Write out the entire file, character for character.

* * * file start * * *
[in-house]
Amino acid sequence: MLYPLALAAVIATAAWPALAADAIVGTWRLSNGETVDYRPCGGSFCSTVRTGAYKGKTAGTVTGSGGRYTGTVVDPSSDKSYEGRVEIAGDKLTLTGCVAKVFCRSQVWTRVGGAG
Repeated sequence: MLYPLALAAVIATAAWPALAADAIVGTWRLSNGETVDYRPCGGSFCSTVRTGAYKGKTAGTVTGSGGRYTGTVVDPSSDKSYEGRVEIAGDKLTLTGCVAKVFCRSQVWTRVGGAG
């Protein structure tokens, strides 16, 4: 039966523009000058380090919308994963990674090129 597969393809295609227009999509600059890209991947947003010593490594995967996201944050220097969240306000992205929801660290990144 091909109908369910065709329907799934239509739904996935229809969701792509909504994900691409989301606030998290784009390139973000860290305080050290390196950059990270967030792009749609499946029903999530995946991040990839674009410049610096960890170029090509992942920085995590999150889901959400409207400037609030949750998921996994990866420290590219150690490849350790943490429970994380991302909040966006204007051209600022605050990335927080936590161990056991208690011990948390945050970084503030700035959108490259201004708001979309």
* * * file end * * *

[in-house]
Amino acid sequence: MLYPLALAAVIATAAWPALAADAIVGTWRLSNGETVDYRPCGGSFCSTVRTGAYKGKTAGTVTGSGGRYTGTVVDPSSDKSYEGRVEIAGDKLTLTGCVAKVFCRSQVWTRVGGAG
Repeated sequence: MLYPLALAAVIATAAWPALAADAIVGTWRLSNGETVDYRPCGGSFCSTVRTGAYKGKTAGTVTGSGGRYTGTVVDPSSDKSYEGRVEIAGDKLTLTGCVAKVFCRSQVWTRVGGAG
């Protein structure tokens, strides 16, 4: 039966523009000058380090919308994963990674090129 597969393809295609227009999509600059890209991947947003010593490594995967996201944050220097969240306000992205929801660290990144 091909109908369910065709329907799934239509739904996935229809969701792509909504994900691409989301606030998290784009390139973000860290305080050290390196950059990270967030792009749609499946029903999530995946991040990839674009410049610096960890170029090509992942920085995590999150889901959400409207400037609030949750998921996994990866420290590219150690490849350790943490429970994380991302909040966006204007051209600022605050990335927080936590161990056991208690011990948390945050970084503030700035959108490259201004708001979309």